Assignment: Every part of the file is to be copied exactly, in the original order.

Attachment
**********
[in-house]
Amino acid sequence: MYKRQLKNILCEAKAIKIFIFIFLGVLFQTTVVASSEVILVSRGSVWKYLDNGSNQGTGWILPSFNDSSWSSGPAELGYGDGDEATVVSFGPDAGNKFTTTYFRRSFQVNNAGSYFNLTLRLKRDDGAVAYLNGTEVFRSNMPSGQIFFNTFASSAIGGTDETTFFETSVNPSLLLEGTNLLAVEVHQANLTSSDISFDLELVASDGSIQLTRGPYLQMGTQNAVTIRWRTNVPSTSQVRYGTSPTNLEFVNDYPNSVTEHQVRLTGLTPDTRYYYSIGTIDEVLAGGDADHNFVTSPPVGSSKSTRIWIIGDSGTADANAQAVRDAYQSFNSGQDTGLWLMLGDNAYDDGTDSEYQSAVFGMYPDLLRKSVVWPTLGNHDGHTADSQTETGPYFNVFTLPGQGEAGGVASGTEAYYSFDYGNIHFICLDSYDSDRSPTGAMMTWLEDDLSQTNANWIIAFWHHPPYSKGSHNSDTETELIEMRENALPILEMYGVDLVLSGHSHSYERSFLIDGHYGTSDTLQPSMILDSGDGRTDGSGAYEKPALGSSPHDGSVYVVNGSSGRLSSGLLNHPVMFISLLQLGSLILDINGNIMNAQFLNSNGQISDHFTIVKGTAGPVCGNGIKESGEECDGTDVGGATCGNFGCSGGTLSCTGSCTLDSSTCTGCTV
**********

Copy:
[in-house]
Amino acid sequence: MYKRQLKNILCEAKAIKIFIFIFLGVLFQTTVVASSEVILVSRGSVWKYLDNGSNQGTGWILPSFNDSSWSSGPAELGYGDGDEATVVSFGPDAGNKFTTTYFRRSFQVNNAGSYFNLTLRLKRDDGAVAYLNGTEVFRSNMPSGQIFFNTFASSAIGGTDETTFFETSVNPSLLLEGTNLLAVEVHQANLTSSDISFDLELVASDGSIQLTRGPYLQMGTQNAVTIRWRTNVPSTSQVRYGTSPTNLEFVNDYPNSVTEHQVRLTGLTPDTRYYYSIGTIDEVLAGGDADHNFVTSPPVGSSKSTRIWIIGDSGTADANAQAVRDAYQSFNSGQDTGLWLMLGDNAYDDGTDSEYQSAVFGMYPDLLRKSVVWPTLGNHDGHTADSQTETGPYFNVFTLPGQGEAGGVASGTEAYYSFDYGNIHFICLDSYDSDRSPTGAMMTWLEDDLSQTNANWIIAFWHHPPYSKGSHNSDTETELIEMRENALPILEMYGVDLVLSGHSHSYERSFLIDGHYGTSDTLQPSMILDSGDGRTDGSGAYEKPALGSSPHDGSVYVVNGSSGRLSSGLLNHPVMFISLLQLGSLILDINGNIMNAQFLNSNGQISDHFTIVKGTAGPVCGNGIKESGEECDGTDVGGATCGNFGCSGGTLSCTGSCTLDSSTCTGCTV